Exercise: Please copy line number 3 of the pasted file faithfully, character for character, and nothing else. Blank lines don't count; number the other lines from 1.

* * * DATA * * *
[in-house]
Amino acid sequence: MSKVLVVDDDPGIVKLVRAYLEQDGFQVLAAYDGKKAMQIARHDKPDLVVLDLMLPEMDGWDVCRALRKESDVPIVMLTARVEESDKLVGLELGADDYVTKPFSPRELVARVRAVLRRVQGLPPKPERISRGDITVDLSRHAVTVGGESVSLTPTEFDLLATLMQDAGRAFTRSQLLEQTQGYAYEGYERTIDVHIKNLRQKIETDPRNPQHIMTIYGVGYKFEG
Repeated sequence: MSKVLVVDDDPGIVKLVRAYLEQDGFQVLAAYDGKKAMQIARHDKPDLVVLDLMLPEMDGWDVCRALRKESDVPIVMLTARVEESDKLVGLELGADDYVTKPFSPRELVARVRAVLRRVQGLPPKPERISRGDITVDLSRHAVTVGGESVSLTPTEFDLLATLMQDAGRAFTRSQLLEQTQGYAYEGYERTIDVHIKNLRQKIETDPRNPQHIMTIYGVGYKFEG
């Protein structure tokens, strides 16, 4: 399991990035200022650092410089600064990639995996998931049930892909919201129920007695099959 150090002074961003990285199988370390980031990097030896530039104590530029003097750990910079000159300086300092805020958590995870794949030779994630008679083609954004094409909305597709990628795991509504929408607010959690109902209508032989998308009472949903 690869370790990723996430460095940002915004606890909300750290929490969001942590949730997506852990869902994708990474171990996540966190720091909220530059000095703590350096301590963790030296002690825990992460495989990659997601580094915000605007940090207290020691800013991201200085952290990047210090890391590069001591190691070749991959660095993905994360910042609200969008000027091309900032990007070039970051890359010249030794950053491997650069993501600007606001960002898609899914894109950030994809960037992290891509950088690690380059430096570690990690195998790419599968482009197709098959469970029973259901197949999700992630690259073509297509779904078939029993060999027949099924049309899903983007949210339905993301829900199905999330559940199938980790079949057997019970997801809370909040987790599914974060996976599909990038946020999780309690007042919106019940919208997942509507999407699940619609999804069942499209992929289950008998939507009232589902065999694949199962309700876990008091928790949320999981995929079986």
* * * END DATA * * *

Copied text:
Repeated sequence: MSKVLVVDDDPGIVKLVRAYLEQDGFQVLAAYDGKKAMQIARHDKPDLVVLDLMLPEMDGWDVCRALRKESDVPIVMLTARVEESDKLVGLELGADDYVTKPFSPRELVARVRAVLRRVQGLPPKPERISRGDITVDLSRHAVTVGGESVSLTPTEFDLLATLMQDAGRAFTRSQLLEQTQGYAYEGYERTIDVHIKNLRQKIETDPRNPQHIMTIYGVGYKFEG